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Archive for the category “The Natural World”

Chasing Whales

Spent the last week of April and the first week of this month chasing after Biggs Killer Whales in Hammersley Inlet and Oakland Bay.  Biggs Killer Whales are a species sub-type of Orcas.  Orcas prefer salmon as their diet, while the Biggs prefer to feast on marine mammals such as otters and sea lions. Biggs-Outbound-Backflip-050617

This transient pod of Biggs Killer Whales had an adult male, two or three adult females and several juveniles.  They were basically cruising the various channels and inlets of the South Puget Sound hunting.  T-67 (The designation given to this Biggs pod.) consistently arrived in Hammersley Inlet and Oakland Bay just before sunset, which made photography challenging.  (I apologize for the motion blur on the photos, part of it was the lack of light, part of if was the whales taking me by surprise when they breached.) It was still exciting to watch them breaching and hunting in such close quarters.   I’m sure they significantly reduced the surplus populations of California Sea Lions that have been hanging out in the South Sound.  The native salmon runs may show some recovery, thanks to their efforts.

I don’t know who was more excited about the Orcas — they boys or Brenda & I. Brenda had never experienced Orcas in the wild before, and it had been over four decades since I had experienced them wild & free.  I much prefer to see them that way than at a marine park.

If you want more information on the Orcas of the Puget Sound and the Salish Sea, there are multiple sources:

History Repeats Itself

Especially for those who refuse to learn from it . . .

RollaKS04141935-Duster-FDRPresidentialLibrary

Dust storm approaches Rolla, KS – April 14, 1935 – Photo courtesy of the FDR Presidential Library Collection.

Hubris

I just finished watching a show about the American Dust Bowl Years titled “Black Blizzard” on History Channel.  It was a pretty good analysis of the disastrous Dust Bowl years in the Great Plains, as well as the government policies and programs that lead up to them.  “Plant more wheat!  Eat more bread!,”  “Breadbasket to the World!,” etc.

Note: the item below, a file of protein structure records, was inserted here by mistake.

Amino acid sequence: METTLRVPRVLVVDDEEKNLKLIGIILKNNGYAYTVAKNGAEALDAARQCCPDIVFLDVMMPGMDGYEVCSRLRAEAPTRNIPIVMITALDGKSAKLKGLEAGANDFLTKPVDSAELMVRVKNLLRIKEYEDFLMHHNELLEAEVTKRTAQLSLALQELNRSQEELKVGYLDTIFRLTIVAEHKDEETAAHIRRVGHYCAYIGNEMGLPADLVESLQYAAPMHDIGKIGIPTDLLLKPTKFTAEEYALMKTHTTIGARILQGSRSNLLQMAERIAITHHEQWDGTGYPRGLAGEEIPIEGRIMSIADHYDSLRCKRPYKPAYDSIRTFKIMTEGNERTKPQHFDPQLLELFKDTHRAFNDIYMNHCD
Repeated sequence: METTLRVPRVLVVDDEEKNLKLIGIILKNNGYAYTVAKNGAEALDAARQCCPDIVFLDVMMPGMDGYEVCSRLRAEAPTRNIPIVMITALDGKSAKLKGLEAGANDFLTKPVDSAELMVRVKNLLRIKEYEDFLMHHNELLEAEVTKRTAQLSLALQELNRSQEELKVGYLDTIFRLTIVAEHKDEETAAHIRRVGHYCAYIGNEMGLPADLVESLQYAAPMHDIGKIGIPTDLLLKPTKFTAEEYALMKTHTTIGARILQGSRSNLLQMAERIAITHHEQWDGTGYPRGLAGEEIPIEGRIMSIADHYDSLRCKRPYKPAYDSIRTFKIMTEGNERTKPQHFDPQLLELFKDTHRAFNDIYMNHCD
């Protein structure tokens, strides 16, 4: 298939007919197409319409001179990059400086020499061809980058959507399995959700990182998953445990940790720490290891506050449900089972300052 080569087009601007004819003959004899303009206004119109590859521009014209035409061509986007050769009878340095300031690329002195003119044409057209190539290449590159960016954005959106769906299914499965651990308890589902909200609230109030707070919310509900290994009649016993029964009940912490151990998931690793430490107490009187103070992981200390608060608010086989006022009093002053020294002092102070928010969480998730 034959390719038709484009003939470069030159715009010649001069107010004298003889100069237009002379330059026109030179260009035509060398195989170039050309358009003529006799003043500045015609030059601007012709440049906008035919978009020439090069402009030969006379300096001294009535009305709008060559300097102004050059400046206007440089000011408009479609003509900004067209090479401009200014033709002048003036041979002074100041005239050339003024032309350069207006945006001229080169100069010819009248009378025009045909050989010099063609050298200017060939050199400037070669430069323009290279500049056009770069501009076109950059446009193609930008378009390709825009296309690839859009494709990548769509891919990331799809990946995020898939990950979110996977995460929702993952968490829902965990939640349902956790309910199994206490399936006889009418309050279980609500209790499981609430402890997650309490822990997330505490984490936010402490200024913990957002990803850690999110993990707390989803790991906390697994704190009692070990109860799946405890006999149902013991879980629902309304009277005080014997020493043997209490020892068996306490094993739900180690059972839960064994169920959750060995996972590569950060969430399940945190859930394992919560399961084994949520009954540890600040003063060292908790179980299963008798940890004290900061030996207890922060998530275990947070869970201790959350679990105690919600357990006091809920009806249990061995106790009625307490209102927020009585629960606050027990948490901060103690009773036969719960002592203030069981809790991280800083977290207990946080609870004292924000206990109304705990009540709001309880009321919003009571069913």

For anyone unfamiliar with that portion of our history, I highly recommend the 2-hour documentary.   Right at the end though, there is a bit of irony:  The narrator says “Others need to learn from our experiences, as today we are seeing giant dust storms in Western China and Sub-equatorial Africa.”  To give them their due, they do cut back to a pair of Dust Bowl survivors from Oklahoma and Texas who warn that we are experiencing years as hot & dry in the High Plains now as they were in the years leading up to the Dust Bowl.  One says that the only reason we are not seeing dust storms like they had in the 1930s is because they are pumping water out of the Ogllala aquifer at unprecedented rates to irrigate crops and pastures.   He warns: “When the water runs out – and it will – we’re going to be in trouble.”

But, there is more to the story than that.

I remember my oldest son & daughter’s great grandfather telling me in 1980 that we were heading back to the Dust Bowl just as fast as farmers could rip out shelter belts, fill in water retention ponds and runoff waterways, and flatten contour terraces.  The culprit?  High wheat prices and new large-scale machinery that let one man farm more acres of land.   We were pheasant hunting in Northern Kansas, and he showed me a one-lane county road that ran between two large wheat fields:  “See that road?  Five years ago, it was two lanes wide with a ditch on either side.  You can’t drive on it for a week after a rain, now.  If the county doesn’t stop these guys, it will be gone in a couple years.”

Yet, it’s the people in China and Africa that need  to learn from our mistakes?

AbandonedFarmCimarronStripOK1940

Abandoned Farm, Cimarron County, Oklahoma, 1937  –  US Library of Congress Prints & Photographs On-line Collection

An Appropriate Graffiti Companion

To Yesterday’s Post:

BeesLeave

The commentary is accurate.  Most food & forage crops require pollinating.

Rare NW Bumblebee Bouncing Back

Bombus flavifrons on a lupine flower.

They think it (the bumblebee population decline) may have been due either directly to competition from imported honeybees or from the parasites they carry, but either way, the wild bumblebees are making a comeback:

Rare Bumblebee P.N.W. Bumblebee Populations Rebound

Here is a StartPage search for Bumblebee-friendly garden plants:

Bumblebee-friendly Plants

 

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